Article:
Who will influence us next?

Science Inc.
Science Inc.
Published in
7 min readJun 26, 2023


Since inception, we’ve used our resources and capital to drive epic outcomes for our portfolio companies and have sharpened our understanding of consumer behavior over the last 12 years.

When it comes to consumer behavior, there’s one term we can’t ignore: social influence.

In his role as the CEO of Myspace, Managing Director Michael Jones foresaw the impact of social influence over software, a predictive strategy he also saw as the CEO of Userplane (acquired by AOL) and investment in HouseParty (acquired by Epic).

Since our investments in FameBit (now YouTube BrandConnect), the largest influencer network on YouTube at the time, which was acquired by Google and HelloSociety, the largest influencer platform on Pinterest, sold to the New York Times in 2016, we’ve been dialed in with trends and the heartbeat of the zeitgeist. And we’ve been bullish about it ever since.

Influencer marketing is buzzworthy, but it’s also rapidly changing from the Instagram influencer and content creators of yesteryear.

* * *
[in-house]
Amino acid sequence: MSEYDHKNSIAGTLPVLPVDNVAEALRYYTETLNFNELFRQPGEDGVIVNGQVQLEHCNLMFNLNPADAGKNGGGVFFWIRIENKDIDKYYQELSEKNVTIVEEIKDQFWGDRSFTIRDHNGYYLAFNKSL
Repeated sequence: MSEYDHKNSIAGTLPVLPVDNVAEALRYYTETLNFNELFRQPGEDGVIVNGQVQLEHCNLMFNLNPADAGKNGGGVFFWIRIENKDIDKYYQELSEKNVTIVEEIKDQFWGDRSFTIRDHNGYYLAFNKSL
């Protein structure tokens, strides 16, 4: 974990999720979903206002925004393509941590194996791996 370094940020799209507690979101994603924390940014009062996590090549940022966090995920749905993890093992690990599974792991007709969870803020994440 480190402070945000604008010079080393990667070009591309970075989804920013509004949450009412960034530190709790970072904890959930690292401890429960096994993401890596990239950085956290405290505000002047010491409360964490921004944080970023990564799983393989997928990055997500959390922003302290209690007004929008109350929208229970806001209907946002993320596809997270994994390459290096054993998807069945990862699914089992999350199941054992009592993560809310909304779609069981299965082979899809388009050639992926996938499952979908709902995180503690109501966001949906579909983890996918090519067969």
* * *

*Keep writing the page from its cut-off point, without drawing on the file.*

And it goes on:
They have significantly transformed the way we market products to consumers; they build authenticity and trust, maintain target audiences, are skilled content creators, provide social proof, increase engagement — the list goes on. According to the IZEA Insights Trust in Influencer Marketing report, 62% of consumers trust influencers over A-list celebrities.

Influencers as media

The heyday of Myspace — the most popular social network from 2005 to 2008 — was really the beginning of influencers. Makeup artists like Jeffree Star and even everyone’s first friend Tom were well known for their photos and follower counts.

In 2009, the race between actor Ashton Kutcher and CNN to reach 1M followers on Twitter was a turning point for celebrities to usher in direct communication with fans. It was the first time a celebrity competed directly with the media — and won.